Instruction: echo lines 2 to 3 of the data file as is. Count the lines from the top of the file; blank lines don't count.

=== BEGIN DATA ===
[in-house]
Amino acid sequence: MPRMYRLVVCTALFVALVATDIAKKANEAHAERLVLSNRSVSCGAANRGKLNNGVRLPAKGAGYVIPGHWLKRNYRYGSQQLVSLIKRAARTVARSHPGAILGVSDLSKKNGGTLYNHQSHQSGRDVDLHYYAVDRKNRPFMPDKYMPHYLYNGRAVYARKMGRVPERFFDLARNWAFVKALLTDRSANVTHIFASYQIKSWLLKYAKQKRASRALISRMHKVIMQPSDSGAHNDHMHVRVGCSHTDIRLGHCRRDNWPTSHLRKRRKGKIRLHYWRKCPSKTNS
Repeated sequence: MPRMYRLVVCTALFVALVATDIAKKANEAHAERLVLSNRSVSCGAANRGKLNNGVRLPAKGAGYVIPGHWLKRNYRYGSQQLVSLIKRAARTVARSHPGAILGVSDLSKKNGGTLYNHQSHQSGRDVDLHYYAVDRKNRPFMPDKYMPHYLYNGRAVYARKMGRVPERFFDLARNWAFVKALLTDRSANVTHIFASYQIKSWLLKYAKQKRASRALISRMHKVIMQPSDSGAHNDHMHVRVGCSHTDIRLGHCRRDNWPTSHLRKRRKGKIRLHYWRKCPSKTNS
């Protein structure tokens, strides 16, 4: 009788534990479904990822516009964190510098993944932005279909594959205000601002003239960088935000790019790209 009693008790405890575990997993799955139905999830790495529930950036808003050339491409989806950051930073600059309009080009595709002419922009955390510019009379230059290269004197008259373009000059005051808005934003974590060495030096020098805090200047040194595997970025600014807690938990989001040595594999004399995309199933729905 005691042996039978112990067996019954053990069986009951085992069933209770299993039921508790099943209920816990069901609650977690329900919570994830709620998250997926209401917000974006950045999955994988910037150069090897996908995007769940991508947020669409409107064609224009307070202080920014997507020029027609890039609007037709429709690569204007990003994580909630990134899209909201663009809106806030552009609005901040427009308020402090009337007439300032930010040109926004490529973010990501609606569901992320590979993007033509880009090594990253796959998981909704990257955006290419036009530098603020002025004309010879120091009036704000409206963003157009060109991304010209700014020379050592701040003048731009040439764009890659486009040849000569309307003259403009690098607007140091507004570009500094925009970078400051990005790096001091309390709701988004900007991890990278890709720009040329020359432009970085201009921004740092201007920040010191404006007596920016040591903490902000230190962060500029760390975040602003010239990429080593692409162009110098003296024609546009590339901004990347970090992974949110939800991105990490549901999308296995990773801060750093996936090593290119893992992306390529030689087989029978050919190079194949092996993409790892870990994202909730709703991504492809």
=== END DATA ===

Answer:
Amino acid sequence: MPRMYRLVVCTALFVALVATDIAKKANEAHAERLVLSNRSVSCGAANRGKLNNGVRLPAKGAGYVIPGHWLKRNYRYGSQQLVSLIKRAARTVARSHPGAILGVSDLSKKNGGTLYNHQSHQSGRDVDLHYYAVDRKNRPFMPDKYMPHYLYNGRAVYARKMGRVPERFFDLARNWAFVKALLTDRSANVTHIFASYQIKSWLLKYAKQKRASRALISRMHKVIMQPSDSGAHNDHMHVRVGCSHTDIRLGHCRRDNWPTSHLRKRRKGKIRLHYWRKCPSKTNS
Repeated sequence: MPRMYRLVVCTALFVALVATDIAKKANEAHAERLVLSNRSVSCGAANRGKLNNGVRLPAKGAGYVIPGHWLKRNYRYGSQQLVSLIKRAARTVARSHPGAILGVSDLSKKNGGTLYNHQSHQSGRDVDLHYYAVDRKNRPFMPDKYMPHYLYNGRAVYARKMGRVPERFFDLARNWAFVKALLTDRSANVTHIFASYQIKSWLLKYAKQKRASRALISRMHKVIMQPSDSGAHNDHMHVRVGCSHTDIRLGHCRRDNWPTSHLRKRRKGKIRLHYWRKCPSKTNS